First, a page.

Editorial on the referendum – on car taxes, the canton is well reeled in this time around

Editorial on the vote – The canton is well on track this time with car taxes

The motor vehicle tax in the canton of Berne is to be made more ecological – in return, the other taxes would fall. This is a fair deal that deserves a yes vote.

Simon Thonen

Motor vehicle taxes are set to rise the most for them: sports cars and SUVs with high CO₂ emissions. Here in downtown Bern

The car market is changing rapidly – for better or worse for the environment. So there are now efficient vehicles or those with electric drives in all categories, while at the same time the proportion of heavy, heavily motorized vehicles is growing. It is obvious to consider the environmental impact of the different car types in the cantonal motor vehicle tax. This is precisely the purpose of the bill that will be put to the vote of the Bernese people on 13. February vote.

So far, the ecological design of car taxes in the canton of Bern has been a political pincer and miscarriage. A first vote in 2011 had to be repeated because the recount of the extremely close result ordered by the court failed – several municipalities had disposed of the ballots too early in contravention of the regulations. In 2012, the people then voted for a tax cut on cars instead of eco-reform. Now the cantonal government and parliament have made a new attempt.

For the SVP, which has filed a referendum, this is a squeeze. Almost all other parties support the reform. It is not only the Free Democrats who clearly support the proposal of their government councilor Philippe Muller. Even the small conservative-religious EDU, otherwise a loyal ally of the SVP, recommends a yes vote. The broad support, which extends far into the conservative camp, is also due to the fact that the proposal – and this is new – is directly linked to a reduction in general taxes.

It would be inconsistent if the people of Bern, after their clear yes to the climate article in the constitution, were to reject such a small step toward implementing the climate goal.

The bill stipulates that the canton will pay back the additional 40 million francs it collects with the higher motor vehicle taxes to the population – by lowering income and property taxes by the same amount. This combination should make the canton of Berne more attractive. "No one is moving away because of car taxes, but maybe because of high income taxes," argues Green Liberal president Casimir von Arx.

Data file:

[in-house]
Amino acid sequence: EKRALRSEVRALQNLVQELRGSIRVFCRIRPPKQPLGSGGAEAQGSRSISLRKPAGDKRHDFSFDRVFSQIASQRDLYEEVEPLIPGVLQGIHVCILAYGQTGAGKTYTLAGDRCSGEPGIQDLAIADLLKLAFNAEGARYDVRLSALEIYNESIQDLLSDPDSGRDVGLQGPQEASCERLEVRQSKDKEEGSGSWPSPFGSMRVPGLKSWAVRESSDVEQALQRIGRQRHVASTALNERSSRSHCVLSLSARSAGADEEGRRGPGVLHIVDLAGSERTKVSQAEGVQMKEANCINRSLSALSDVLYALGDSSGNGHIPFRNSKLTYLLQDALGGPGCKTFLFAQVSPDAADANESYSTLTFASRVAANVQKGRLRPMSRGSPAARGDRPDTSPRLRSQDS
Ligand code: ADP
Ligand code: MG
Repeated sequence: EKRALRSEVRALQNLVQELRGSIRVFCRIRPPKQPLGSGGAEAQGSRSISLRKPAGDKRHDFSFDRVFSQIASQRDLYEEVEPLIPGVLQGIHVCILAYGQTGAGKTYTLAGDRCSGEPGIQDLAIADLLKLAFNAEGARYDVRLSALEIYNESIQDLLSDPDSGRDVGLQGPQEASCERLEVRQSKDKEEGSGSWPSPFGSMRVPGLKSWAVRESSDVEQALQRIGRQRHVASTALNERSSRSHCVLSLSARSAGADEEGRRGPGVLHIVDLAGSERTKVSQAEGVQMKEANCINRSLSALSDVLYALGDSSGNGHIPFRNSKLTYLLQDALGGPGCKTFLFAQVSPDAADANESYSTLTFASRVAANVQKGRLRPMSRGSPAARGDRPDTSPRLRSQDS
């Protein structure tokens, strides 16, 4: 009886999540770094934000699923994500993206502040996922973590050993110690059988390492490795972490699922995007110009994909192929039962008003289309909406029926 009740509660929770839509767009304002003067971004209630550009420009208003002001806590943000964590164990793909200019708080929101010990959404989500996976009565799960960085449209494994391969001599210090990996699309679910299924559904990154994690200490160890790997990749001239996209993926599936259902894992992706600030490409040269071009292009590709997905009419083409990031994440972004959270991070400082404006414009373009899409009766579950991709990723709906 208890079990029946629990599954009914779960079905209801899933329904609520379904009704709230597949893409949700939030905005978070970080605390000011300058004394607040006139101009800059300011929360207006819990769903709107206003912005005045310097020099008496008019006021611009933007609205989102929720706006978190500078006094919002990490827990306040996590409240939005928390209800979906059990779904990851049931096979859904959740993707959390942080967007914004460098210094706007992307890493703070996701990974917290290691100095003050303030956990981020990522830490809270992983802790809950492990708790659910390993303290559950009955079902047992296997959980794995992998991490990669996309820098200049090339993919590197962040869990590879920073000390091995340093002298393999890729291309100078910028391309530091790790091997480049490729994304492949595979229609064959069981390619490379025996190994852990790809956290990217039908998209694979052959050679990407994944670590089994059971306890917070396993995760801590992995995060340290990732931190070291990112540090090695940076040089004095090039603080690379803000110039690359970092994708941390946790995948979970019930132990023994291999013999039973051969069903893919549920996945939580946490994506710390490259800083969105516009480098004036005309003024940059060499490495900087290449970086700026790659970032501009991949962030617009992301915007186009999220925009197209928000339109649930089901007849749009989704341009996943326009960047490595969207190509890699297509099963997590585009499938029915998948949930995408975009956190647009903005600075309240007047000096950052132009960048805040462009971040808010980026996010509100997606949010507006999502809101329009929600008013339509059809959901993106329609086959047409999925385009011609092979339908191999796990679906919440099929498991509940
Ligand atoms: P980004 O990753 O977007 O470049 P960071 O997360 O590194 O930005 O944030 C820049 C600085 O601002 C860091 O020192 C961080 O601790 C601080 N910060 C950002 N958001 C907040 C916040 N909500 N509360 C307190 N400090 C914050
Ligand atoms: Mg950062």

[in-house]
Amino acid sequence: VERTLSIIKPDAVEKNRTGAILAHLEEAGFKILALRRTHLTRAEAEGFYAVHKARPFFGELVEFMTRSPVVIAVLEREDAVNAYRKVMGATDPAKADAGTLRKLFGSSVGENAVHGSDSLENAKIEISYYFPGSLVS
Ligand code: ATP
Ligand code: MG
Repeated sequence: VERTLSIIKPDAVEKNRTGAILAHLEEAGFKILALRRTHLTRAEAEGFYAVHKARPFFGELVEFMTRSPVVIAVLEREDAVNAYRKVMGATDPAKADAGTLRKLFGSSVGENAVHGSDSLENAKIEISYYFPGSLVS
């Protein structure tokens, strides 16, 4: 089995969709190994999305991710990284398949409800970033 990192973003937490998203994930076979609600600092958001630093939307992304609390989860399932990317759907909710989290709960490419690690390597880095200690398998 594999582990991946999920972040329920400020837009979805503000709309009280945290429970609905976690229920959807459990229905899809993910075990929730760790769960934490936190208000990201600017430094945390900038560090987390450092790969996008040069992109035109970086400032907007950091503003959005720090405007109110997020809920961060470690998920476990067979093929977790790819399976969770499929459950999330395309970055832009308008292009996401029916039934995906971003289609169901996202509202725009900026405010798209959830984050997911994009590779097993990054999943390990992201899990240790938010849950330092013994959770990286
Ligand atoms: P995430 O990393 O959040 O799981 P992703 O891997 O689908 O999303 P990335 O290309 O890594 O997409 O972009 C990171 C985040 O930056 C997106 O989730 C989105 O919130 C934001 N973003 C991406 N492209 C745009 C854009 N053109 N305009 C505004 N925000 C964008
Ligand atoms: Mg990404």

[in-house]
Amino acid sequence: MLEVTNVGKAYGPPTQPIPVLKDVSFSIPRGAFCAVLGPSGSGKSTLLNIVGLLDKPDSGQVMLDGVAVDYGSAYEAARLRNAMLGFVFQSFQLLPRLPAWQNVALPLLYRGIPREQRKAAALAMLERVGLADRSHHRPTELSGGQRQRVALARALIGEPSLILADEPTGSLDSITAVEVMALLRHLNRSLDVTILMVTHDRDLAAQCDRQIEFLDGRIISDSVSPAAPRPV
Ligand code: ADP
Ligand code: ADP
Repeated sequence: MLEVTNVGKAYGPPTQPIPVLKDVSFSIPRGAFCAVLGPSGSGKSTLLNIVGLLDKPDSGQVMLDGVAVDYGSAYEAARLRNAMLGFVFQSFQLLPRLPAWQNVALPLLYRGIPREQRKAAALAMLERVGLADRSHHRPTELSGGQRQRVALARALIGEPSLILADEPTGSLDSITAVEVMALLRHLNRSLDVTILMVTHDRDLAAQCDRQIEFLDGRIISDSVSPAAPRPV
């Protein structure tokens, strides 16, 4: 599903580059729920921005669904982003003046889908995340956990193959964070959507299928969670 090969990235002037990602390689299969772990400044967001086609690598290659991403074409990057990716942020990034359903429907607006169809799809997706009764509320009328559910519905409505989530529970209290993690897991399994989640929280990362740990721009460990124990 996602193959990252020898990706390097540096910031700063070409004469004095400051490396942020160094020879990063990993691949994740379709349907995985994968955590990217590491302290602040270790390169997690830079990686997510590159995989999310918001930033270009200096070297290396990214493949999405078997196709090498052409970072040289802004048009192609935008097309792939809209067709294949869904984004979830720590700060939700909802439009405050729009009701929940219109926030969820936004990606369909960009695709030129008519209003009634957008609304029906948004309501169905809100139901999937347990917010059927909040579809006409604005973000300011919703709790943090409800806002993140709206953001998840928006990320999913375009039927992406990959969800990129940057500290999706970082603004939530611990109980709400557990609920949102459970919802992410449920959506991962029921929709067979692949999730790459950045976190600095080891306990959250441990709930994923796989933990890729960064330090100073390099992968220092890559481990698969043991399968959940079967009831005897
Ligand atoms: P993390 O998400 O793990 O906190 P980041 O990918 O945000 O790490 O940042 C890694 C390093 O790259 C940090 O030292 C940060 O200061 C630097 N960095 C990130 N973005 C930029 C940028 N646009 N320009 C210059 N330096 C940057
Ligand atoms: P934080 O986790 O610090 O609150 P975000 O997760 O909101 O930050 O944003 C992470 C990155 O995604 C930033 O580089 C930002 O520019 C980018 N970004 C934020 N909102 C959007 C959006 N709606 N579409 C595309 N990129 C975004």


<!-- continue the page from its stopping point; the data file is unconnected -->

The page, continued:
Sensible, but small steps

However: The 40 million francs, which are shifted here, are modest in view of a cantonal national budget of 12 billion francs. Miracles are not to be expected. But the motorists do not have to fear this proposal. For many, the bottom line will not change financially, for others only a little – plus or minus. Who earns average and drives a middle class car (or as a couple two), according to the calculations of the canton will pay per year about 50 to 100 francs more car tax and to the same extent less income tax.

But this also raises the question of the sense of the matter. The changes between the vehicle categories are relevant for the environment. For the first time ever, the CO₂ emissions of cars are taken into account in addition to weight – as incredible as that may sound in times of climate debate. Therefore, it will be most expensive for light vehicles with powerful engines and high CO₂ emissions: sports cars. Not unreasonably, supporters refer to it as a Porsche bill.

Country is not discriminated against

After sports cars, the surcharges for heavy off-road vehicles and SUVs are the highest. This is because of the new CO₂ emissions factor, but also because one of the most annoying benefits in the current system is being abolished: Of all things, the heaviest cars will receive a discount on the weight factor. The rebate will be eliminated, but weight will rightly remain a factor in calculating the tax going forward.

The new system sets the right incentives for the environment. The question remains open whether they will influence car purchases in an ecological sense. For the motor vehicle tax will continue to be only a small part of the cost of the car. Certainly the right thing to do is to stop putting tax penalties on the purchase of more environmentally friendly vehicles, unlike today’s situation.

The SVP, however, sees the bill as discriminating against rural residents, who often rely on heavily motorized four-wheel-drive vehicles – an argument that fits very well with its campaign against cities. But this is not statistically substantiated: In most rural administrative districts, the weight as well as the CO₂ emissions of cars are on average only slightly higher than those of urban districts. Even in the urban lowlands, many apparently afford an SUV.

First decision after climate article

This is not to deny that in mountainous areas four-wheel drive vehicles have a greater justification. The new tax model provides for exemptions for agricultural motor vehicles, lower tax rates for delivery vehicles and – as a new feature – even a tax exemption for snow groomers.

Overall, it’s a compromise bill that at least gets the incentives right for greener cars. And: As the first cantonal vote after the clear yes of the Bernese people to a climate article in the constitution, the ballot has political weight. It would be inconsistent if the same people would now reject such a small step towards the implementation of the climate target.

Simon Thonen writes about traffic, energy and climate policy in the city and canton of Bern. Before returning to Bern he was EU correspondent in Brussels. With the Jura question, he discovered a Helvetic variant of the Belgian language dispute here.

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